Hi all!

The results of last week’s vote to determine when my new weekly posting time determined that… well… nobody cares when I post, so long as I do (I chose to add that last part because it makes me feel good).

Having a schedule, though, helps me. So, after today, I’ll be trying out Mondays at 11am.

Now, enjoy this week’s story. Sorry, no art or audio today.


His blue eyes gleamed hard and tough. Set among thin folds in the sun-beaten skin, they were the only hint that the man was thinking, but they were enough. Marvin waited silently, listening to the wind push a few dry foxtails against the rough siding of the barn. He watched uncle Barrett survey his surroundings and contemplate the question. Uncle Barrett always took a few moments to think before he responded, but when he finally did, Marvin had learned, it was best to listen.

When grandfather had passed away, he left the ranch to his two sons: Uncle Barrett and Marvin’s father Norman. The falling out between the two brothers over the direction the ranch should take had been bad once upon a time, Marvin had heard, but he had only ever seen it as a general disdain and occasional acts of passive aggression – until this week, that is.

Uncle Barrett still ran a herd of cattle, and had recently discovered the small mine that Grandfather had used as a pet project before the two boys were born. Marvin’s father wanted to extend a few of the rows of grapevines – the grapevines taking up a sizable portion of what used to be grazing land, and had been the main point of contention between the two brothers. The problem was that the new section of vines would need to be extended right over the mine entrance, as well as block off one of the routes that Barrett liked to direct his cattle through when moving them between pastures.

Things had gotten heated until Gladys, Marvin’s mother (and the only person on Earth that both men would listen to) had intervened. She was the reason they were all there today. Both men were to sit at the table with her and talk it out while drinking tea.

When Marvin had asked about the tea, she had given him a smile and said “Just like my mamma used to say, make them drink tea instead of beer; tea will keep them civilized.”

Now he stood outside with Uncle Barrett. He had seen him standing out by the barn, staring off toward the grapevines, while his mother and father were in the kitchen waiting.

“Yeah. I’ll be right along, Pip,” he said, finally.

Marvin ran back to the house, only looking behind him when he reached the stoop, to see Uncle Barrett making his slow way after him.

When Uncle Barrett finally made it to the door, his huge frame becoming a dark silhouette in the rectangle of bright sunlight, Marvin and his father were sitting and Marvin’s mother had just set the tea kettle on the table and went back for the cups.

“Have a seat, Barrett,” she said.

Uncle Barrett walked slowly into the room, hung his hat on a hook by the door, and pulled out the closest chair at the table, not looking up to meet his brother’s gaze.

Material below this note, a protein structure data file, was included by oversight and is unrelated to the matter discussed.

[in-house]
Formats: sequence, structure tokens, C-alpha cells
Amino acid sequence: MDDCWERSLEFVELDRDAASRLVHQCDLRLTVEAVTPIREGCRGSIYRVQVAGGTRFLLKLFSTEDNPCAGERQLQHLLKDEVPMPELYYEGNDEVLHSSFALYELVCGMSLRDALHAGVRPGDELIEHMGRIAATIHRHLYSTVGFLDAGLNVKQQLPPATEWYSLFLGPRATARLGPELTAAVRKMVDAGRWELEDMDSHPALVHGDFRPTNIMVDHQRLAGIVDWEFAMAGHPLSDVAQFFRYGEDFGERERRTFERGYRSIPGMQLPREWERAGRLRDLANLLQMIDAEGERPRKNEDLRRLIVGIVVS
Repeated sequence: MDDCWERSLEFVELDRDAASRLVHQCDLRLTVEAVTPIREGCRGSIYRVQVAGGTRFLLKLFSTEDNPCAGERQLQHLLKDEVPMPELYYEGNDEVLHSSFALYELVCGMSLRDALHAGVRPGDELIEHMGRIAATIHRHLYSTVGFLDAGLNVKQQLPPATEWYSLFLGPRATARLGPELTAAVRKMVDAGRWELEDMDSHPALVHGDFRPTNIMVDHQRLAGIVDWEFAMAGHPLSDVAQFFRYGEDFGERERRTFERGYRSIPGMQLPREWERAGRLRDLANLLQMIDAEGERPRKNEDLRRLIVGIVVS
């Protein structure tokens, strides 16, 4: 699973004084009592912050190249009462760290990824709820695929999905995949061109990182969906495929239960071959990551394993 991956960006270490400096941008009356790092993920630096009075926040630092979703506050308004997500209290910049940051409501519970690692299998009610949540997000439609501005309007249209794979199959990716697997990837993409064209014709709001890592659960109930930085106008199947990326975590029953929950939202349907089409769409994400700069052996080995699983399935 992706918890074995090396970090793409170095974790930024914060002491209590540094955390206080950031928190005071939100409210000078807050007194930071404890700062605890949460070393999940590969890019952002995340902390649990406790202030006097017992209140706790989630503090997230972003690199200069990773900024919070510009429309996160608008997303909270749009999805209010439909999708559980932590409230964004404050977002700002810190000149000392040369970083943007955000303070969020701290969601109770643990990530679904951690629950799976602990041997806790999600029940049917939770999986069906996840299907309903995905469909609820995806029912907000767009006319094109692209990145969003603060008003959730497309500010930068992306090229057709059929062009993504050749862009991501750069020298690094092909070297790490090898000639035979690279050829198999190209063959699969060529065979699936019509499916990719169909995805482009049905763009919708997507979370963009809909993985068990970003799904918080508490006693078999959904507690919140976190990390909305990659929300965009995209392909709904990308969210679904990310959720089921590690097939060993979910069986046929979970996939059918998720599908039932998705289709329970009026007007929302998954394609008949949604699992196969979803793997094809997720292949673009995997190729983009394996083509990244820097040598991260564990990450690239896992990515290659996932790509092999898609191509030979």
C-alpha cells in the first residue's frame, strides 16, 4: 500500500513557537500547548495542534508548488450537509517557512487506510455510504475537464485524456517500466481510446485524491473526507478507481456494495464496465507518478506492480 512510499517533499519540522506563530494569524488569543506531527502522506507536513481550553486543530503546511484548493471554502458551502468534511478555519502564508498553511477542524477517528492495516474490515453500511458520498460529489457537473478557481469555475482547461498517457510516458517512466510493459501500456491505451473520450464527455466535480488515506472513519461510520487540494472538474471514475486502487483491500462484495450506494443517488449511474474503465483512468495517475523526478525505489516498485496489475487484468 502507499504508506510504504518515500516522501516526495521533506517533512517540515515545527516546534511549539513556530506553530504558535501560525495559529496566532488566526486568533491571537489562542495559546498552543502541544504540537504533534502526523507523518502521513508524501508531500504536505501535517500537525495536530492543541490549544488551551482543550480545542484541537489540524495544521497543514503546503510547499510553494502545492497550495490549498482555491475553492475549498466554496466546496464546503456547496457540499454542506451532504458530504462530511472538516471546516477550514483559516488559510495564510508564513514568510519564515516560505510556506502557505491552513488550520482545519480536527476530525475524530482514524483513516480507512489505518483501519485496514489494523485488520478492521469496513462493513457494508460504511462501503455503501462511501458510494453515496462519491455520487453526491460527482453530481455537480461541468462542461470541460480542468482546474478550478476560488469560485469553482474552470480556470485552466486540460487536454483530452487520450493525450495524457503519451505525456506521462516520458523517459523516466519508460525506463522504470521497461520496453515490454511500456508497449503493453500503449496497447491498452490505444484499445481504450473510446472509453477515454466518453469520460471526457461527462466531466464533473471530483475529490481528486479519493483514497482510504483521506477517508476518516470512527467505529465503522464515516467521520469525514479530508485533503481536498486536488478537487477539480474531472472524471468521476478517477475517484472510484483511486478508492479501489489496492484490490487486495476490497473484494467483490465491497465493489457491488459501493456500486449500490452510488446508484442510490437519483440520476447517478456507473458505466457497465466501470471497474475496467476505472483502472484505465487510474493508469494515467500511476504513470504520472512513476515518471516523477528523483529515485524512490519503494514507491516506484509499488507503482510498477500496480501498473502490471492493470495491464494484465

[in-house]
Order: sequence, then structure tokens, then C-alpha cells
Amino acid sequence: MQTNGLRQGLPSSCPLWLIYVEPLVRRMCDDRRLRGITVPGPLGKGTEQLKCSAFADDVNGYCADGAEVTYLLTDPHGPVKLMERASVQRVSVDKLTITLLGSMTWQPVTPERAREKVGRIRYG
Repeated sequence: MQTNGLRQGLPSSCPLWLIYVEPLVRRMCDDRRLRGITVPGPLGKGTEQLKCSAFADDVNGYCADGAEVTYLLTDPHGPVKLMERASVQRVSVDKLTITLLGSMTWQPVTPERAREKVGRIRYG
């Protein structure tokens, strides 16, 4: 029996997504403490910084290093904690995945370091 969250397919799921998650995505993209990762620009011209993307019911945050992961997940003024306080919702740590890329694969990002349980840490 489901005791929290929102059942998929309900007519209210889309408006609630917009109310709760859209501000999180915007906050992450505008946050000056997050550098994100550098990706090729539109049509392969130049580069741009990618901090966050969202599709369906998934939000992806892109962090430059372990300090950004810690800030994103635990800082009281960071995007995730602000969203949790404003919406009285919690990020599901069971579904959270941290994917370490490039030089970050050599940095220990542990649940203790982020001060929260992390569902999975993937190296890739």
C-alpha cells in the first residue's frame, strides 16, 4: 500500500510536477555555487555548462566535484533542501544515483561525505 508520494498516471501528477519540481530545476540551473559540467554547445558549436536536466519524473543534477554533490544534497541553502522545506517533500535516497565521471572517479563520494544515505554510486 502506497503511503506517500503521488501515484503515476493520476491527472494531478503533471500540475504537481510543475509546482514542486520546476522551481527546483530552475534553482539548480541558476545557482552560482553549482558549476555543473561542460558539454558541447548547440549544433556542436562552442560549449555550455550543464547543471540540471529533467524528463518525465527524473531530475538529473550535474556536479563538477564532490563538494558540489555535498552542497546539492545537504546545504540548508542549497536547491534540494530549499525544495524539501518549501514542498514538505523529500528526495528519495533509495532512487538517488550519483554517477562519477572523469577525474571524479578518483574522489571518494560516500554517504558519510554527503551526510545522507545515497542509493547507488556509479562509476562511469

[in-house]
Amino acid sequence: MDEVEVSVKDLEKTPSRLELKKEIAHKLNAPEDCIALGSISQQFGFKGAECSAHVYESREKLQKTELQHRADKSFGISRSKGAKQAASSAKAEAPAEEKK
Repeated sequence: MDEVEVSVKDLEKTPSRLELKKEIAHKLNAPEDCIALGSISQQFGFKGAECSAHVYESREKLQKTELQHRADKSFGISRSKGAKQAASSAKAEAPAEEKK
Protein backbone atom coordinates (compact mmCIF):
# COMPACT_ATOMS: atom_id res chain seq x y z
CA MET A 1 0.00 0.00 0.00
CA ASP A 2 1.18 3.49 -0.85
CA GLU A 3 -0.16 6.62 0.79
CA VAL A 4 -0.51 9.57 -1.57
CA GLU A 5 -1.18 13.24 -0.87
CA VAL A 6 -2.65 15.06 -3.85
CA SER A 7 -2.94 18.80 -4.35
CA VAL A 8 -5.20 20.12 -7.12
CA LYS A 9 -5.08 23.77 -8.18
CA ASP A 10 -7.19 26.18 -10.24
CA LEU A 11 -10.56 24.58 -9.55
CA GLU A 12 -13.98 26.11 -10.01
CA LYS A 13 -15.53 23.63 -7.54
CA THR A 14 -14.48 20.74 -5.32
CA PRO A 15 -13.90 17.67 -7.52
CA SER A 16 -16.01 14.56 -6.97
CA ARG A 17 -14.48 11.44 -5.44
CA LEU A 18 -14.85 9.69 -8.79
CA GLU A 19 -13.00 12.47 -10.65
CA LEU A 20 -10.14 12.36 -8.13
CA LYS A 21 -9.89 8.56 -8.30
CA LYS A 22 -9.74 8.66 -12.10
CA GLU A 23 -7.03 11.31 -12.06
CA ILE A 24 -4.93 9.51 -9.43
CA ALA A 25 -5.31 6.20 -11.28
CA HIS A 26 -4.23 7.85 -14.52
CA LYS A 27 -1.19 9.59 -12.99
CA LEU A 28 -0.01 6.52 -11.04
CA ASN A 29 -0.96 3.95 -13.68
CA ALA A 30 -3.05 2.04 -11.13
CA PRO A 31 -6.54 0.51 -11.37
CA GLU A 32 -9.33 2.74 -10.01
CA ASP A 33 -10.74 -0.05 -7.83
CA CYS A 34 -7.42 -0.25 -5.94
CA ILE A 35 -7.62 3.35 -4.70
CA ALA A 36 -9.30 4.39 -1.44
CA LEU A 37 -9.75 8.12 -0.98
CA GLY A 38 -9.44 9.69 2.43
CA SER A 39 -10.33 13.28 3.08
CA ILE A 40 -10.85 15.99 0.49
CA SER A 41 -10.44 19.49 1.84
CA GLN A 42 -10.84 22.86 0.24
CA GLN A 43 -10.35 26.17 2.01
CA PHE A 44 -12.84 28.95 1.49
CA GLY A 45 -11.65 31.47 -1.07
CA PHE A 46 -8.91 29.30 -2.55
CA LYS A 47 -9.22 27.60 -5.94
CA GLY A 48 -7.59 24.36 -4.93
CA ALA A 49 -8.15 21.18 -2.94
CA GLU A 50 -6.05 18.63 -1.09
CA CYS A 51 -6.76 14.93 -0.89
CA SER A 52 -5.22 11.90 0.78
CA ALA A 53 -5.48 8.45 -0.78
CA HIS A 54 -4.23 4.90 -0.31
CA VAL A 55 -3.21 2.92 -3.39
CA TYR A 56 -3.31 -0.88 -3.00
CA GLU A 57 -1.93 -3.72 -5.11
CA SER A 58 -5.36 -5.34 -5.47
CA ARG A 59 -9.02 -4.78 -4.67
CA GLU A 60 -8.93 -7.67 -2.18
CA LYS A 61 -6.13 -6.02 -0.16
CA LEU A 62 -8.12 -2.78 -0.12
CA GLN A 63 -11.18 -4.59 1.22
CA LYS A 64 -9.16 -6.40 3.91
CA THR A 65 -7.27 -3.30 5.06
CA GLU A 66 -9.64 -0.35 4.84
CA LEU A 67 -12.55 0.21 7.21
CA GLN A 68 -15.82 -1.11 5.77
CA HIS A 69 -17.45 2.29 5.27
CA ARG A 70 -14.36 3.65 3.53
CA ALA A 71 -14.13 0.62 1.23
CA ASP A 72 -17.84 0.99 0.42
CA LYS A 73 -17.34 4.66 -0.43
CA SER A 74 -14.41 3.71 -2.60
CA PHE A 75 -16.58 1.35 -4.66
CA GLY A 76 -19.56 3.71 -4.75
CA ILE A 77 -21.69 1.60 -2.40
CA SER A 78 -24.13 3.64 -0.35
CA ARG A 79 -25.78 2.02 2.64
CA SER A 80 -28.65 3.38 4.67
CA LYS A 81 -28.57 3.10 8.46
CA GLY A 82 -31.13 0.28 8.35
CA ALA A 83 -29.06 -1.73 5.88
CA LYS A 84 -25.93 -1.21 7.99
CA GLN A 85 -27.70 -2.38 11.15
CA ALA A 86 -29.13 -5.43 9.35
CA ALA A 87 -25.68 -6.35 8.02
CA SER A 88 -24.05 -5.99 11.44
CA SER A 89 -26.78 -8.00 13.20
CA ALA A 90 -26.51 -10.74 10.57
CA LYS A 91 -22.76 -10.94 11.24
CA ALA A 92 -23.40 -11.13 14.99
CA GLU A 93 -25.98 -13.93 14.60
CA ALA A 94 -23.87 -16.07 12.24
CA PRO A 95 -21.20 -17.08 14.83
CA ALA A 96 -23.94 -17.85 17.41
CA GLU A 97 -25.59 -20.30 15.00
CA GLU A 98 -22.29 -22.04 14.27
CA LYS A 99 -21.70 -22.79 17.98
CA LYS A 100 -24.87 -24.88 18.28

“Thanks for having me to tea, Gladys,” he said, settling down into the chair.

“So,” Marvin’s father started, “you’ve decided you’re too busy playing with that damned, dangerous mine to run the cattle the long way around-”

“Tea?” Gladys interjected, cutting him off, then turning to Uncle Barrett, “Tea?”

Uncle Barrett was sure making eye contact with Marvin’s father now, and it was a look that Marvin had never seen on his uncle’s face, which was always guarded to show no emotion. There was emotion there now, though, and it was something like anger.

Neither man said anything as she slowly placed a cup in front of each of them and filled it with tea.

When she turned to Marvin and started to fill his cup, Uncle Barrett sighed, then said, “Papa wanted us to raise cattle, not those god-damned California Raisins.” He pointed out the door to punctuate his point, to where they all knew the first row had been planted years ago.

Marvin saw his mother cut short the pouring of his tea and bound the two steps back to the counter, where she snatched up a plate of cookies.

“You know as well as anyone,” Marvin’s father said, starting to raise his voice, “they are wine grapes, and they are the only thing keeping this ranch afloat!”

“Cookie? Cookie?” Marvin’s mother interjected again, offering each man the plate. They both stopped and looked at her, but neither moved to take a cookie, so she set it down on the table. Marvin reached out and grabbed one.

“I have half a mind to just plant them anyway, what would you do with your precious cattle then?” Marvin had heard his father do many voices, but he had never heard a sneer before and it scared him.

His mother went back to the counter and grabbed the bottle of honey.

Uncle Barrett shot to his feet, staring down his brother, “Well, I’d herd it THROUGH that grape vine! I’m not about to lose my mine.”

“Honey? Honey?” Marvin’s mother asked.

Listen to me read it here: